Johnny Horton: Age 35 | Cause Of Death: CAR CRASH
(b. 3 April 1925, Los Angeles, CA, d. 5 November 1960, Texas)
For a time he worked in the fishing industry but began his singing career on KXLA Pasadena in 1950 and soon acquired the nickname of The Singing Fisherman. Horton recorded Honky Tonk Man the day after Elvis Presley recorded Heartbreak Hotel and Presley’s bass player, Bill Black, was on the session. The song was successfully revived by Dwight Yoakam in 1986, while George Jones revived another song recorded that day, I’m A One Woman Man, in 1989. He married Hank Williams’ widow, Billie Jean, in September 1953. In 1959, Horton switched direction and concentrated on story songs, often with an historical basis, and had his first US country number l with a Tillman Franks song, When It’s Springtime In Alaska. This was followed by his version of Jimmie Driftwood’s The Battle Of New Orleans, which became a number l pop and country hit in the USA. On 5 November 1960 Horton was killed in an automobile accident on a Milano, Texas bridge following an appearance at the Skyliner in Austin, which also claimed the life his guitarist, Tommy Tomlinson. Tillman Franks received serious injuries but eventually pulled through. Billie Jean became a country star’s widow for the second time in seven years.
Visitor’s letter (March 24, 1999):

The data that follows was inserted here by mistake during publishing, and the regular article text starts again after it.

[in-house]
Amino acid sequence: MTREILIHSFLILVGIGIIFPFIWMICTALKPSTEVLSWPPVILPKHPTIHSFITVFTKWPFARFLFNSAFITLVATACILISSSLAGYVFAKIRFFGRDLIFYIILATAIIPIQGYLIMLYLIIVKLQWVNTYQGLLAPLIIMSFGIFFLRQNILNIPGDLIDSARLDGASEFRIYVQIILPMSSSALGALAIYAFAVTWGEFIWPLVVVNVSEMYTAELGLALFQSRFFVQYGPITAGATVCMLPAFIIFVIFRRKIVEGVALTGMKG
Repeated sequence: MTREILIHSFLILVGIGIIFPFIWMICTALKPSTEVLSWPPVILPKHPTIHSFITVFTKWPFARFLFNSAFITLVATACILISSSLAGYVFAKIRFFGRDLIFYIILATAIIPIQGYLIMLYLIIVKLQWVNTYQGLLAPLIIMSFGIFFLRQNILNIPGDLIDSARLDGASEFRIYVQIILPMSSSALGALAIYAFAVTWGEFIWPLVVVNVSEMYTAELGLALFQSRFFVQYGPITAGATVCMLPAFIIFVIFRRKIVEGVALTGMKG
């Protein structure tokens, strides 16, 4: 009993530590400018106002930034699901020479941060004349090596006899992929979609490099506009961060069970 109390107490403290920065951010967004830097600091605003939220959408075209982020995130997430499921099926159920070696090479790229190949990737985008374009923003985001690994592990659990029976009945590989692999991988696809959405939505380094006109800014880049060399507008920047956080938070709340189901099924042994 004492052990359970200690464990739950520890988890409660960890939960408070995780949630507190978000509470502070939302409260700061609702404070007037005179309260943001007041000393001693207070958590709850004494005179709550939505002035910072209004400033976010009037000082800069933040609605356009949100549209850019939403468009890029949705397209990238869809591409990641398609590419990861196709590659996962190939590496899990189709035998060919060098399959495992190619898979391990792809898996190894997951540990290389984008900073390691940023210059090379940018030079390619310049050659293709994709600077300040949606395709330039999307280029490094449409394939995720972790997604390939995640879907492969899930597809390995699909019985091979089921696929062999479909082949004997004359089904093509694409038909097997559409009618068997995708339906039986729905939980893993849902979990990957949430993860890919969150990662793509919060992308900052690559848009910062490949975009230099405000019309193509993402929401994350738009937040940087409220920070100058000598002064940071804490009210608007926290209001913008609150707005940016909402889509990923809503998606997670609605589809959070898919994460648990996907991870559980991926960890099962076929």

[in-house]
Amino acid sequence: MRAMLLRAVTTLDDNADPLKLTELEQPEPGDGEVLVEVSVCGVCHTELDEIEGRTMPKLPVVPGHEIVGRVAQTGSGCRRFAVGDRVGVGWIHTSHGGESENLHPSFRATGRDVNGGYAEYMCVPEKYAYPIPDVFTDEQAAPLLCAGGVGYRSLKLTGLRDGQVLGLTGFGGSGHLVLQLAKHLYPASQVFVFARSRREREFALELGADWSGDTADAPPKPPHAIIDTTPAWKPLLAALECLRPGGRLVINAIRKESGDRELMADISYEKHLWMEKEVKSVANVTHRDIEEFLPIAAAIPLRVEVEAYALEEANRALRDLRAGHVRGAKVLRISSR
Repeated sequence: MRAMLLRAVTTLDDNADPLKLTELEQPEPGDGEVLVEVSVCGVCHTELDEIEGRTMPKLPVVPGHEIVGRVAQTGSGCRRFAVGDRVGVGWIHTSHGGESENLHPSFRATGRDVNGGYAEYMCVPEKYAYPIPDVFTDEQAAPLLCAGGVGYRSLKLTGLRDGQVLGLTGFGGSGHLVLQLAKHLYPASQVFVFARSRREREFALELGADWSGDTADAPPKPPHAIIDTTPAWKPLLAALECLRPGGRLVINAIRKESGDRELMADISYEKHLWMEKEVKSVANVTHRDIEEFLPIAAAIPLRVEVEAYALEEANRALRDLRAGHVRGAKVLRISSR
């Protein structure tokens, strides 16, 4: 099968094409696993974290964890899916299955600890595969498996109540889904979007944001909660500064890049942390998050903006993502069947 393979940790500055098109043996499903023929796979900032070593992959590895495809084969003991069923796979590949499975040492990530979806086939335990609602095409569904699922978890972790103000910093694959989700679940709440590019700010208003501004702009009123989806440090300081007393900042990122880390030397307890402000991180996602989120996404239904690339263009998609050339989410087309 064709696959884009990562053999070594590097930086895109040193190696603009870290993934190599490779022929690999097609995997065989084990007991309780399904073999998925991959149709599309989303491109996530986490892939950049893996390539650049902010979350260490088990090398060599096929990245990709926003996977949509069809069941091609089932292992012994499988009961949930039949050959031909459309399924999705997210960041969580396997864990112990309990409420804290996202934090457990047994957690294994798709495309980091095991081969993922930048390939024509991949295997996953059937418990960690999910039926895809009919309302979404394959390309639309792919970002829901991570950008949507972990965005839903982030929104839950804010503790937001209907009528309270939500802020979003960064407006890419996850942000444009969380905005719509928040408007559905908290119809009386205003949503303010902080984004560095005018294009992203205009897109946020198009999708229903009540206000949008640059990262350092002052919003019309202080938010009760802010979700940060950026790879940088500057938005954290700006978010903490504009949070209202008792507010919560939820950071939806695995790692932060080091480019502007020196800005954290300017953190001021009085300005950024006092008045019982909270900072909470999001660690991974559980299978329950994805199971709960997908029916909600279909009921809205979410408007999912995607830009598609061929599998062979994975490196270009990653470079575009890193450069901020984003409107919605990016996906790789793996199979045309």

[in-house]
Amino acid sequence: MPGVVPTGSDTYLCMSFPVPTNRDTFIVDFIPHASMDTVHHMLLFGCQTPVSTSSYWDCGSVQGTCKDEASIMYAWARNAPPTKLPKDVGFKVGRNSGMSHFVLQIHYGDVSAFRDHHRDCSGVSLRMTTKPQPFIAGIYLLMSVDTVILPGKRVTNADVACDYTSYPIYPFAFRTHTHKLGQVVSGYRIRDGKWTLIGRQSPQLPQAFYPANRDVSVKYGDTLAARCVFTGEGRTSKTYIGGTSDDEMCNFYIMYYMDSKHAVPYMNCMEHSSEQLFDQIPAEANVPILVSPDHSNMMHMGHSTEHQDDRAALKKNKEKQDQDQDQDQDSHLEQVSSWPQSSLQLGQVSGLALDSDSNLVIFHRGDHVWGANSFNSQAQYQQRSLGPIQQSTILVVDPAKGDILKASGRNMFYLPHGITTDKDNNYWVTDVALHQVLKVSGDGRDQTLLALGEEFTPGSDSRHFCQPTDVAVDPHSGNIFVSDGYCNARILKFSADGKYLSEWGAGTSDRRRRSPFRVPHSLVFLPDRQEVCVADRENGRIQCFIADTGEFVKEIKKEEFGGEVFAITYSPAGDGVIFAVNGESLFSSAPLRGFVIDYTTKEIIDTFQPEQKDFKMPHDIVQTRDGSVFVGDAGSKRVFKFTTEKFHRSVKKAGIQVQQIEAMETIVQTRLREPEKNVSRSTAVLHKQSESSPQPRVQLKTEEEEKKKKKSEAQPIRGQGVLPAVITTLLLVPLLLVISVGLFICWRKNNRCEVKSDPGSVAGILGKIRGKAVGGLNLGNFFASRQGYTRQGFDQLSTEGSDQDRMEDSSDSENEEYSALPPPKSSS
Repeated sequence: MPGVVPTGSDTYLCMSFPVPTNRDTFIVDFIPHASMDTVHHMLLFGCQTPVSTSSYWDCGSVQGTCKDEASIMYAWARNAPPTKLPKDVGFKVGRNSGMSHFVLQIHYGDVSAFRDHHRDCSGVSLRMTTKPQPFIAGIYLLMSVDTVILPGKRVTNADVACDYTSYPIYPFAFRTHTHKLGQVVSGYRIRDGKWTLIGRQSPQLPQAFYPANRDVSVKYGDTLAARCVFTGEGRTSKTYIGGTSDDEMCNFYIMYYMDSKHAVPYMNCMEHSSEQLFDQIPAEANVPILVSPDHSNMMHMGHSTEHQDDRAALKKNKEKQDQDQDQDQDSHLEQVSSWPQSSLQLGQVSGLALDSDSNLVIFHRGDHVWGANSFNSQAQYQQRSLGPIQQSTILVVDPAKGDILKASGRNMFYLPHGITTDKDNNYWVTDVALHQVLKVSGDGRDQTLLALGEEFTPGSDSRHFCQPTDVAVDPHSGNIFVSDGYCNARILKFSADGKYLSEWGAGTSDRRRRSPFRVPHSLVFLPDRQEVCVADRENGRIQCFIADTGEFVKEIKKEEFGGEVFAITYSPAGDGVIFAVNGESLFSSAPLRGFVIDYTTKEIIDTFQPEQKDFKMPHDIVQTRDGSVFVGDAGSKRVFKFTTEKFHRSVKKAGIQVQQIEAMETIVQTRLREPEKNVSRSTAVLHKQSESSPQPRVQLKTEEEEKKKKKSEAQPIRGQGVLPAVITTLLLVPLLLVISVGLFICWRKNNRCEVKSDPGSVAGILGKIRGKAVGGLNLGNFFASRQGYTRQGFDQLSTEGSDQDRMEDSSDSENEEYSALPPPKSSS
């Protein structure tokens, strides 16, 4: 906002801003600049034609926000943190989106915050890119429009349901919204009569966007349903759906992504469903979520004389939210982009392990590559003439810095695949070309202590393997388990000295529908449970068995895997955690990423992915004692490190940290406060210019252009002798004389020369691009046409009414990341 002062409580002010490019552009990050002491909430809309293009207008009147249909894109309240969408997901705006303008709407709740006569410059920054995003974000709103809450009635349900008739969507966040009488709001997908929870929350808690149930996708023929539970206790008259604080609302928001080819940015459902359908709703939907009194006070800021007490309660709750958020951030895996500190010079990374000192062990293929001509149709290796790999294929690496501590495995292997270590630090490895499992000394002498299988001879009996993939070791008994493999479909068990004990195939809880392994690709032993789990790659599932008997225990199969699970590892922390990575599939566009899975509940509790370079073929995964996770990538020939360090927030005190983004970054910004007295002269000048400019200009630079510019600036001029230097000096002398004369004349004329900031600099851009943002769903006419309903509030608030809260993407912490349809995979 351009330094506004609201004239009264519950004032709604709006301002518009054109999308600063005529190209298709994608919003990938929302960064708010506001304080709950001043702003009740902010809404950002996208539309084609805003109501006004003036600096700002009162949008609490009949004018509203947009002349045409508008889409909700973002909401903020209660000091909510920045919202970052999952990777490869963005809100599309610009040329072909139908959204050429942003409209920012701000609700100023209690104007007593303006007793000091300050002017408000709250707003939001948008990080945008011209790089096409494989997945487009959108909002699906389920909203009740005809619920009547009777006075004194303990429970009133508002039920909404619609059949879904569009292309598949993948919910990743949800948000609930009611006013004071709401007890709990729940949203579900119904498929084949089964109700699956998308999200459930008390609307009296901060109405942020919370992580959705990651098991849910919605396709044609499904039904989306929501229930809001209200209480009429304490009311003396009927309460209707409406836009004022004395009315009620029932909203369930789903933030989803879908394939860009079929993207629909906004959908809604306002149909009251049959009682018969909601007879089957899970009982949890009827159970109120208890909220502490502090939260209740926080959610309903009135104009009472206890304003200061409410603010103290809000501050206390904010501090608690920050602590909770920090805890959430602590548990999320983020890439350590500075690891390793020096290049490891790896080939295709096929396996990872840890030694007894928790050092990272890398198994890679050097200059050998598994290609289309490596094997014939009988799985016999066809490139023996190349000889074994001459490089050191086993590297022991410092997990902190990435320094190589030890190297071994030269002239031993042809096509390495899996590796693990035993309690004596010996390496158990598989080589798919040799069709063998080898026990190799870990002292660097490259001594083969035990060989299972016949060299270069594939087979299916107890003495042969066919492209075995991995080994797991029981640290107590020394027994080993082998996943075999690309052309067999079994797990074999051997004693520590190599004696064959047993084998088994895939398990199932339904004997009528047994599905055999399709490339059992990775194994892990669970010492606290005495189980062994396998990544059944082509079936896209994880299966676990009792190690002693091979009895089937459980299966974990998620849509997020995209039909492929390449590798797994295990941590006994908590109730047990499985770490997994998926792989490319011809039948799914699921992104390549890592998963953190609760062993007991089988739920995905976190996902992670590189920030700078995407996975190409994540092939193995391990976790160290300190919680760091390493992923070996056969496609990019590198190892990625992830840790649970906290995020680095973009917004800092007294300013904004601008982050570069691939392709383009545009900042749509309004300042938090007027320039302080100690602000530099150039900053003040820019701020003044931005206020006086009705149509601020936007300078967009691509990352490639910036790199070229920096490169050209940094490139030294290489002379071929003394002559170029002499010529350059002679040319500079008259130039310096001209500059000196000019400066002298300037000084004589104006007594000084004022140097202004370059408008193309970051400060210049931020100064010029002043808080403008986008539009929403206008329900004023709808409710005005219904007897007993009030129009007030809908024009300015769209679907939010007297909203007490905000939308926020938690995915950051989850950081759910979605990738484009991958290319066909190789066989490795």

I did catch one discrepancy, though. It is in the account of Johnny Horton’s car accident. I wanted to check it out to see whether you mentioned Tommy Tomlinson, his guitarist. You did. However, you incorrectly stated he was killed in the car wreck. Fortunately for me, he wasn’t. He, [and] my father, and Horton were friends. Tommy did lose one leg in the accident and spent the rest of his life in pain. I was born in 1955 and grew up knowing Tommy. He spent a lot of time in our home during my youth and I learned much about the guitar from him. The last time I saw Tommy was in 1975 at my uncle’s funeral. He (Tommy) eventually died of congestive heart failure due to longtime addiction to painkillers and amphetamines. I lost track of him after the midseventies but remember reading in the Shreveport La. Times of his death in the very early eighties. Tillman Franks, who played upright bass, was in the backseat of the car wreck and was not hurt terribly bad. He still lives in Shreveport and writes and records gospel music these days. I saw him a couple of years ago at a spring cultural festival I played at on the Red River in Shreveport.